When I started planning for my first solo trip, I turned my nose up at guidebooks. Why bother paying for information that I can easily get online?
Though I refused to shell out Php 1,000 for a Lonely Planet Thailand, I ended up buying an AAA Spiral Thailand and a Traveler’s Companion Thailand that ended up costing me as much (maybe even more) than the LP guidebook. In the course of preparing for the trip, I came to the conclusion that toting a guidebook means you have information within reach — no need to go online to find out where to eat. It was Lonely Planet’s size (and the tag price) that turned me off from buying it. I wouldn’t want to be toting a heavy book around. That’s how I ended up shelling with the spiral guide; it’s small and light enough that it doesn’t add any significant weight to my bag.
I hardly used it. While the BTS, MRT and river ferry station map inside the book was useful, the rest of the book didn’t help me much.
The next guidebooks I bought were the Lonely Planet Philippines and Jens Peter’s Philippines Travel Guide. I think I used the LP Philippines once on a trip in 2008, and the Philippine Travel Guide as resource material for another trip. Then it promptly got lost in the black hole otherwise known as my room.
In 2009, I tried it again. I bought Southeast Asia on a shoestring, in preparation for my month-long Southeast Asian backpacking trip. It was part of an effort to stop spending too much time online; I figured having something to read offline would help me with both the trip planing and keeping up with the resolution. Though I relied on the book for research, I only brought it up to Singapore — it waited for me in my brother’s flat while I went around Cambodia, Thailand, Laos and Malaysia.
While preparing for the trip to Myanmar, I decided to buy a guidebook and bring it with me. I figured with the limited Internet access, it would do to have a guide with me. Considering that I hardly made any research about the country formerly known as Burma, I relied heavily on the guidebook. I stayed in places listed under the sleeping section, ate at the recommended restaurants and wandered around with the map. During the long boat ride from Mandalay to Bagan, I turned to the book to pass the time in between daydreaming and playing Angry Birds.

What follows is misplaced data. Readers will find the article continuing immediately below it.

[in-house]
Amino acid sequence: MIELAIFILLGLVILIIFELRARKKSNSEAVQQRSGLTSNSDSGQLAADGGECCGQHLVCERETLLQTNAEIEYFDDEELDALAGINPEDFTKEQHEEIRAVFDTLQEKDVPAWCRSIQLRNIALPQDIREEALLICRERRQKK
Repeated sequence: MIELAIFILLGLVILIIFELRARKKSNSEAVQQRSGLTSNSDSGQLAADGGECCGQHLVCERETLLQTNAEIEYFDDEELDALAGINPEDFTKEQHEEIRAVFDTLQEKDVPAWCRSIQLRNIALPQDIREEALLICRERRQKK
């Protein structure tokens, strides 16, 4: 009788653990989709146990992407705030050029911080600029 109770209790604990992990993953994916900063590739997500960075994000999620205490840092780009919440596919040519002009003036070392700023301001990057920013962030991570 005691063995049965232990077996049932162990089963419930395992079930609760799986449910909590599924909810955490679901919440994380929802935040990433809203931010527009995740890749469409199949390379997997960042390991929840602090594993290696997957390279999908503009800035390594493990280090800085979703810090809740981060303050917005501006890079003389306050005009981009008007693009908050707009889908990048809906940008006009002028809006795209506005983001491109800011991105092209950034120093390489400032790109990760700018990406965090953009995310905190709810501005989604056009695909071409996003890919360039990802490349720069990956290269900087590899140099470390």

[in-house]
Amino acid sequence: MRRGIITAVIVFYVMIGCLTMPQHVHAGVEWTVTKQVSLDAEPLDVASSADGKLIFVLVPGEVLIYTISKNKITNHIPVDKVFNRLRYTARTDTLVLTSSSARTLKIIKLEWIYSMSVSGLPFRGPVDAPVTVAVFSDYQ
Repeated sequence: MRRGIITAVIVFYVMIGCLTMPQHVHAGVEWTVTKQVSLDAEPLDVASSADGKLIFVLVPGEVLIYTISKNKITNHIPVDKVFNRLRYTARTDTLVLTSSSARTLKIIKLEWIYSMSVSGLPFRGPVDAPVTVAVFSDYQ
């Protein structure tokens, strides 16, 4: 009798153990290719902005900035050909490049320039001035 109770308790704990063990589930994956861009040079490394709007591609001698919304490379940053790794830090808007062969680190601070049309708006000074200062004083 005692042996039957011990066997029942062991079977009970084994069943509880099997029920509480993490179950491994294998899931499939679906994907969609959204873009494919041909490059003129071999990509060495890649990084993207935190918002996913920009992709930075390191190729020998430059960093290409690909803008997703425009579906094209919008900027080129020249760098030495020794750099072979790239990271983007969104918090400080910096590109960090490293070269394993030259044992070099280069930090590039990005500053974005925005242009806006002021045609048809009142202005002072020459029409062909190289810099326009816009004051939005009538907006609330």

Can’t get enough of Hong Kong: Hong Kong & Macau guide, Hong Kong Encounters and Lonely Planet Hong Kong for iPod/iPhone
After the long and winding talk about my history with guidebooks, let’s go back to the question: should you buy a guidebook or not?
What I love about guidebooks is that it’s right there. No need for a computer, Internet or electricity. What I dislike about it is the obvious bulk and weight it adds to your bags. When you’re backpacking, the weight of each item you pack matters. Unless of course, you’re a sucker for punishment and relish walking around toting a 20 kilo backpack.
Guidebooks, though thoroughly researched, will always recommend places that have already closed or has changed rates. Months pass from time of research to time of publication, that by the time the book reach the shelves, it’s already out of date.
With the coming of smartphones and tablets, guidebooks are making its way to our gadgets. Lonely Planet offers almost all of their guidebooks in electronic format. Publishing this way is not only more eco-friendly, it can also be deployed much faster than the actual book. You also have the option to just buy certain chapters of the guidebook.
Of course, while having the e-copy of the guidebook in your device saves you a lot of space and added weight, it’s stored in an electronic device. If your device runs out of juice, your guidebook is useless.
On the other hand, not having a guidebook gives you the freedom to wander on your own and make your own discoveries. It also gives you a reason to interact with the locals, which almost always unforgettable encounters.
So what’s the answer to the question? Yes… and no. Guidebooks are just that: guides. They’re not rules that you have to follow to the letter. They’re great resources when you’re planning a trip, and a good thing to have when you suddenly find yourself without anything to do.
Why not give the guidebook a spin and see if you’re meant to be travel buddies? I’m giving away a Southeast Asia on a shoestring guide book along with other must-have travel items. Click here to learn more about the Just Wandering travel essentials giveaway.